Murray Sidman attended high school in Boston, Mass., graduating in 1940. Three years of military service (1943-1946) were followed by schooling at Columbia College (A.B., 1947) and Columbia University (A.M. 1949; Ph.D., 1952) in New York. Two teachers who had a major influence on him were Fred S. Keller and W. N. Schoenfeld. (For a wonderful historical account of the Department of Psychology at Columbia University during the time when Sidman was a student there, see Dinsmoor, 1990).
Dr. Sidman has held a variety of appointments over the years, including Research Psychologist at the Walter Reed Army Institute of Research (1952-1961), Associate Professor of Psychology in the Department of Neurology at Harvard Medical School (1961-1969), Psychologist in the Neurology Service at Massachusetts General Hospital (1961-1981), Director of the Biological Sciences Department at Eunice Shriver Center for Research in Mental Retardation (1970-1980), and Professor of Psychology at Northeastern University (1971-1984). Although "retired" from Academe, he continues to hold appointments at E.K. Shriver Center University (Visiting Scientist, since 1987), New England Center for Children (Senior Research Associate, since 1987), and E.K. Shriver Institute for Mental Retardation (Director Emeritus, since 1992).
Dr. Sidman has been a major contributor to basic and applied behavior analysis, starting in 1952 and continuing to this day. He has published over 100 scientific papers dealing with avoidance, punishment, anxiety, hormones and behavior, drugs and behavior, errorless learning, mental retardation, aphasia, memory, concept formation, stimulus equivalence, as well as other topics. He has also written a number of highly influential books in his field. Tactics of Scientific Research, first published in 1960, has been called the methodological "bible" of behavior analysis. Another book, Coercion and Its Fallout, extends his major contributions to basic research on aversive control by outlining the social significance of the findings. One reviewer wrote: "It is impossible to read even a few pages without pausing to reflect on one's own behavior and, after seeing it through Sidman's eyes, resolve to take better advantage of future opportunities to reinforce rather than punish..."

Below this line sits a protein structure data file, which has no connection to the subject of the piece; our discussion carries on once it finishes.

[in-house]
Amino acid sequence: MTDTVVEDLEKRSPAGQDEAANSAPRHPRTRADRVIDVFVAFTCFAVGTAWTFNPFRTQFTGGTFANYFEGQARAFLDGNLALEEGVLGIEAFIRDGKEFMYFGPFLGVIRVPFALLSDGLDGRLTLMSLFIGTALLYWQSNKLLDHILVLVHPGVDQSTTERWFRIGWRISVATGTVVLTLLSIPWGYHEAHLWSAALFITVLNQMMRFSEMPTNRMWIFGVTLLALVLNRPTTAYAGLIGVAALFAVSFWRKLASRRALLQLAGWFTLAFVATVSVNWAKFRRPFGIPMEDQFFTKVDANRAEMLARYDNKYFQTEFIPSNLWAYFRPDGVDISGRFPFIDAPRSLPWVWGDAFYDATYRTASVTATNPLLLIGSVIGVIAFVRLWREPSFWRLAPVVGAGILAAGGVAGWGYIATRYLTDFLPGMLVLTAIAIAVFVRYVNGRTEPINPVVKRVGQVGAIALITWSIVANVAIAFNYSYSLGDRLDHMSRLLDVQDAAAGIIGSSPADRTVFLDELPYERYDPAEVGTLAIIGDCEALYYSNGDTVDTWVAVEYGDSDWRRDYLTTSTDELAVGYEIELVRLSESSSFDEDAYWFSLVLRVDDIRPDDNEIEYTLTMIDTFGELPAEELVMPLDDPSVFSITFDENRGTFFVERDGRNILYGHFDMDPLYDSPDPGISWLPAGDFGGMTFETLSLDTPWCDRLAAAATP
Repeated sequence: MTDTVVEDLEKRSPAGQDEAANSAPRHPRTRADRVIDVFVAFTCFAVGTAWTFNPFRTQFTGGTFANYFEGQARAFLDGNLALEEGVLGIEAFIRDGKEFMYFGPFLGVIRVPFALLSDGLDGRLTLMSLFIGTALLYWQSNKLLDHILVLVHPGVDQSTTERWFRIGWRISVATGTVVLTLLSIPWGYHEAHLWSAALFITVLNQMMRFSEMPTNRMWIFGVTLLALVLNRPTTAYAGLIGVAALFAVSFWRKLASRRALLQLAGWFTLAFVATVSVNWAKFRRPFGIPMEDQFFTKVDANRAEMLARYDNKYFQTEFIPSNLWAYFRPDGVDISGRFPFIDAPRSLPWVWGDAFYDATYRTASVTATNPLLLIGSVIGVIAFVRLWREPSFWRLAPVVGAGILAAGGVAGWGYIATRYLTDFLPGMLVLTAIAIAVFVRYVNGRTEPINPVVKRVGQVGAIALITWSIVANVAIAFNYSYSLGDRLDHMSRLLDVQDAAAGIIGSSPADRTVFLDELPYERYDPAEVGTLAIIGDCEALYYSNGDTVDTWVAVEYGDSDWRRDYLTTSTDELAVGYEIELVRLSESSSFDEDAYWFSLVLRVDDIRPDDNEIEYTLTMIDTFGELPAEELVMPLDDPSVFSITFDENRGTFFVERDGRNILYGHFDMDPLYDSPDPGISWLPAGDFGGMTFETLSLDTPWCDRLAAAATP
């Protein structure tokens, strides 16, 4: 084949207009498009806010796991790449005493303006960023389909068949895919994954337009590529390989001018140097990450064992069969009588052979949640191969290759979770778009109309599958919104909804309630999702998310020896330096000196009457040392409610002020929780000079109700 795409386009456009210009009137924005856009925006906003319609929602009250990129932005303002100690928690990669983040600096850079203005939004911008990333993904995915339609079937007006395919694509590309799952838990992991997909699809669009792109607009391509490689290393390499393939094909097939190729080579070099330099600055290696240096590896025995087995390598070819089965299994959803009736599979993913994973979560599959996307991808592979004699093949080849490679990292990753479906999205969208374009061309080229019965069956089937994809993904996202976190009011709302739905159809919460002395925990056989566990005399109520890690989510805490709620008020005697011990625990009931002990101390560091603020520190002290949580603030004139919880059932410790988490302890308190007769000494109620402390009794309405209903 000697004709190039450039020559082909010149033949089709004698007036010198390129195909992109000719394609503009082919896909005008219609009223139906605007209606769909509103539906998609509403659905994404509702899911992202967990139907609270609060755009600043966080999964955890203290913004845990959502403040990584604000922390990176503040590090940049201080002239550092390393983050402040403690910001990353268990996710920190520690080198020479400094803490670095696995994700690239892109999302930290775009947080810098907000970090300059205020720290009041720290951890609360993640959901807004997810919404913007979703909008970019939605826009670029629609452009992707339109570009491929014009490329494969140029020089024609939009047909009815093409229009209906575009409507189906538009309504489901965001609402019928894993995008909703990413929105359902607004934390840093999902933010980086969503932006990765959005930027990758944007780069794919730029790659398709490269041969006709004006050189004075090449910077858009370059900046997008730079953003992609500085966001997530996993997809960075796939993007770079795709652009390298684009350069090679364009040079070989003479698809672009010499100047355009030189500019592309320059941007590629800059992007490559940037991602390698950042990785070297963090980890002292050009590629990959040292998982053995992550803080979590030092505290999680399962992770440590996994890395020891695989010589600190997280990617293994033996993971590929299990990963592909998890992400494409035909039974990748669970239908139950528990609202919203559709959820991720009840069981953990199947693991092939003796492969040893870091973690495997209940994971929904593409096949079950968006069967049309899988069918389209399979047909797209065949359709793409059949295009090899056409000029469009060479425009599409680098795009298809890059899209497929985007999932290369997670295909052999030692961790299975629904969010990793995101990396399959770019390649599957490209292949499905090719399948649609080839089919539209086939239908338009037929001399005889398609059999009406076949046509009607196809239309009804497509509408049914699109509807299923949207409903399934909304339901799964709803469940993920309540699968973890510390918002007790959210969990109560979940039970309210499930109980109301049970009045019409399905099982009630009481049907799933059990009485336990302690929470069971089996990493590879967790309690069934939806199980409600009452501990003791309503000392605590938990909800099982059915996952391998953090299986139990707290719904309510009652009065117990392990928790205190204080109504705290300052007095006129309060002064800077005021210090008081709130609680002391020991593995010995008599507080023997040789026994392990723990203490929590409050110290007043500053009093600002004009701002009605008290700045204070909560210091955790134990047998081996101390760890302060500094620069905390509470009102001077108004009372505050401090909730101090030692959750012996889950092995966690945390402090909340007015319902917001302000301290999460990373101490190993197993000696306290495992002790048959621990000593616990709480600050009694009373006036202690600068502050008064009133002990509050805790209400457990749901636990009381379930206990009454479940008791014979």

Equivalence Relations and Behavior: A Research Story, Dr. Sidman's latest book, chronicles over 25 years of his pioneering research into stimulus equivalence. The importance he attaches to this topic is highlighted by the first sentence of the epilogue: "My story, of course, is not over, but I am not sure I shall ever be able to contribute anything more fundamental than the studies I have described here" (p. 531).